dc.description.sponsorshipThe work was partially supported by National Science Foundation of China (61603209), and Beijing Natural Science Foundation (4164086), and the Study of Brain-Inspired Computing System of Tsinghua University program (20151080467), and Ministry of Education, Singapore, under contracts RG28/14, MOE2014-T2-1-028 and MOE2016-T2-1-119. Part of this work is an outcome of the Future Resilient Systems project at the Singapore-ETH Centre (SEC), which is funded by the National Research Foundation of Singapore (NRF) under its Campus for Research Excellence and Technological Enterprise (CREATE) programme. (61603209 - National Science Foundation of China; 4164086 - Beijing Natural Science Foundation; 20151080467 - Study of Brain-Inspired Computing System of Tsinghua University program; RG28/14 - Ministry of Education, Singapore; MOE2014-T2-1-028 - Ministry of Education, Singapore; MOE2016-T2-1-119 - Ministry of Education, Singapore; National Research Foundation of Singapore (NRF) under Campus for Research Excellence and Technological Enterprise (CREATE) programme)en_US
dc.format.extent10 pagesen_US
dc.languageEnglish
dc.language.isoen_US
dc.publisherNATURE PUBLISHING GROUPen_US
dc.relation.ispartofSCIENTIFIC REPORTS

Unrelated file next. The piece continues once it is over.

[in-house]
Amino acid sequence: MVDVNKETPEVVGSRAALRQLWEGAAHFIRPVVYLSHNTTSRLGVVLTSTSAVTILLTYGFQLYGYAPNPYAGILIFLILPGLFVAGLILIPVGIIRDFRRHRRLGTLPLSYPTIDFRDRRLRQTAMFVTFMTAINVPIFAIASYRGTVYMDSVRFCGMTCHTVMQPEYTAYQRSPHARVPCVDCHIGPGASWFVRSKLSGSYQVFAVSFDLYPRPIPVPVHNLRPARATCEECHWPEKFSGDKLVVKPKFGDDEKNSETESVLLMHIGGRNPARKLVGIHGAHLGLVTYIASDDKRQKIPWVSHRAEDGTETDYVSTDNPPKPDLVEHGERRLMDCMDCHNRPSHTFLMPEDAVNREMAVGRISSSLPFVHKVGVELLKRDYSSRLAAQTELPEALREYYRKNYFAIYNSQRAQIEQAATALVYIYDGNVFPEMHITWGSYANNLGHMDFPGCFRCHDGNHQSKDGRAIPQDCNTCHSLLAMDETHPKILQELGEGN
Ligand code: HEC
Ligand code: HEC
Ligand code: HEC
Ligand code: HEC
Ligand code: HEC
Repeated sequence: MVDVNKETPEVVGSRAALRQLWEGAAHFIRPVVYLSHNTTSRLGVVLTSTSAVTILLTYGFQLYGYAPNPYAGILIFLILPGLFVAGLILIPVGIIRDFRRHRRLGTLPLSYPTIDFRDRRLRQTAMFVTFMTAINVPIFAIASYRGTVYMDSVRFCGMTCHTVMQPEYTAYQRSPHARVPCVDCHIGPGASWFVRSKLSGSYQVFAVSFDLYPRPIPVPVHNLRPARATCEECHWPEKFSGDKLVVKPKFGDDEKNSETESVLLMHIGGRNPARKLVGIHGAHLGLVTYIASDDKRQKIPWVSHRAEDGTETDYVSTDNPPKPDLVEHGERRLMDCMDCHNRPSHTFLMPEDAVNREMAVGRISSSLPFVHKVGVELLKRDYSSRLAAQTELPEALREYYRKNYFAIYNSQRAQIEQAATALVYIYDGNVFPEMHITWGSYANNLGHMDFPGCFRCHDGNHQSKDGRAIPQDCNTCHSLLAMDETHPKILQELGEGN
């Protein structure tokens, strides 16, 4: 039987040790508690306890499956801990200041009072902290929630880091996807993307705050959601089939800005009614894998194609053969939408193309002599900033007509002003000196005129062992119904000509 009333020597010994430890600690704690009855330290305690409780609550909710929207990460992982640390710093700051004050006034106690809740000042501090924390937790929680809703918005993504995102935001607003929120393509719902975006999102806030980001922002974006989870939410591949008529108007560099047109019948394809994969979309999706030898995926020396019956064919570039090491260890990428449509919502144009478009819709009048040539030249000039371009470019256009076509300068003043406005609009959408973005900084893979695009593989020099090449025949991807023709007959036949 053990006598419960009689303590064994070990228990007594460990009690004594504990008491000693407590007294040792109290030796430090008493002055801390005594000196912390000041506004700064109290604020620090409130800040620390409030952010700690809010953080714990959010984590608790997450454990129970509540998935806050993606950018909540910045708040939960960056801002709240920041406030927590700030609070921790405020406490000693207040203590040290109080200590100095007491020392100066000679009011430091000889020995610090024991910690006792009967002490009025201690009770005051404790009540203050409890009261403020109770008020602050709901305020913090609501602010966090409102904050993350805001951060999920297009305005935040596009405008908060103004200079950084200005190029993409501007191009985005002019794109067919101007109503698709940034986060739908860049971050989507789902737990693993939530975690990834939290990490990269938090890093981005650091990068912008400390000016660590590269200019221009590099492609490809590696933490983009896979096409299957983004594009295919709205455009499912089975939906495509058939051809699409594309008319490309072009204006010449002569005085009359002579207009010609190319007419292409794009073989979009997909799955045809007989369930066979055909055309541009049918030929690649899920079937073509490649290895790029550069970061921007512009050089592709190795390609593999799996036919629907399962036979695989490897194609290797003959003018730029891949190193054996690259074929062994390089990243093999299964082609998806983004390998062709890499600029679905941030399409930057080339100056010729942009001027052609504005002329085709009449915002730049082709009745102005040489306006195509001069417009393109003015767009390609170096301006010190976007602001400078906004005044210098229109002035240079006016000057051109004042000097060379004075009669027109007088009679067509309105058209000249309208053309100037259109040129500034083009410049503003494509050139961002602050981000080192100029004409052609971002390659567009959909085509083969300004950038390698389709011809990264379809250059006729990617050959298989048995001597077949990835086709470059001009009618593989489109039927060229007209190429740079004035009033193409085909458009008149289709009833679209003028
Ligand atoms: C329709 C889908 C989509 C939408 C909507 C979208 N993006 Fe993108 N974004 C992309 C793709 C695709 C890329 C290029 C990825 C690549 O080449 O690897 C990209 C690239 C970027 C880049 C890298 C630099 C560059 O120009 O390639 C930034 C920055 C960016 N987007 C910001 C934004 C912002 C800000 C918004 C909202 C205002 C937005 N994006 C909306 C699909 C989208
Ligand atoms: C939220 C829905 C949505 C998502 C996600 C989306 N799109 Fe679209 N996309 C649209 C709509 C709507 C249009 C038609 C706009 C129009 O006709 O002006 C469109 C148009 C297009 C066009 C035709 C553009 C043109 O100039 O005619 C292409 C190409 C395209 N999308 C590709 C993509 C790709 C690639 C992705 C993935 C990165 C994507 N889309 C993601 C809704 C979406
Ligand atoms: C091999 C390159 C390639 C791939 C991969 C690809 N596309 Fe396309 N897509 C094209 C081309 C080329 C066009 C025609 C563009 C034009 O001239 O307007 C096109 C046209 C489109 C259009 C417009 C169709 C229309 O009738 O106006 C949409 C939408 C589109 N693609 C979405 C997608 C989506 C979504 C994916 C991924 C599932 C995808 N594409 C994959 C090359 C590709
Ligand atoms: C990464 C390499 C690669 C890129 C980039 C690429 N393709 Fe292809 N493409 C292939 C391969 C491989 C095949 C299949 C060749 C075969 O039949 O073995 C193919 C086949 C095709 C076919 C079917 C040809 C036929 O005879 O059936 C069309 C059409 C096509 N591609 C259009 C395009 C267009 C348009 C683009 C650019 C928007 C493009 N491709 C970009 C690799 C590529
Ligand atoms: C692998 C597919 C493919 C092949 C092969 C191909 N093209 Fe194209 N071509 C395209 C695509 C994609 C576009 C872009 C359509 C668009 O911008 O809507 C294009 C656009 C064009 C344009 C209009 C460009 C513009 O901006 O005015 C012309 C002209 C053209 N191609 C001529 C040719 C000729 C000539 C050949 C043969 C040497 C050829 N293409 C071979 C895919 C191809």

dc.rights© The Author(s) 2018. Open Access. This article is licensed under a Creative Commons Attribution 4.0 International License, which permits use, sharing, adaptation, distribution and reproduction in any medium or format, as long as you give appropriate credit to the original author(s) and the source, provide a link to the Creative Commons license, and indicate if changes were made. The images or other third party material in this article are included in the article’s Creative Commons license, unless indicated otherwise in a credit line to the material. If material is not included in the article’s Creative Commons license and your intended use is not permitted by statutory regulation or exceeds the permitted use, you will need to obtain permission directly from the copyright holder. To view a copy of this license, visit http://creativecommons.org/licenses/by/4.0/.en_US
dc.rights.urihttp://creativecommons.org/licenses/by/4.0/
dc.subjectScience & technologyen_US
dc.subjectMultidisciplinary sciencesen_US
dc.subjectBiochemistry and cell biologyen_US
dc.subjectComplex networksen_US
dc.titleEnabling controlling complex networks with local topological informationen_US
dc.typeArticleen_US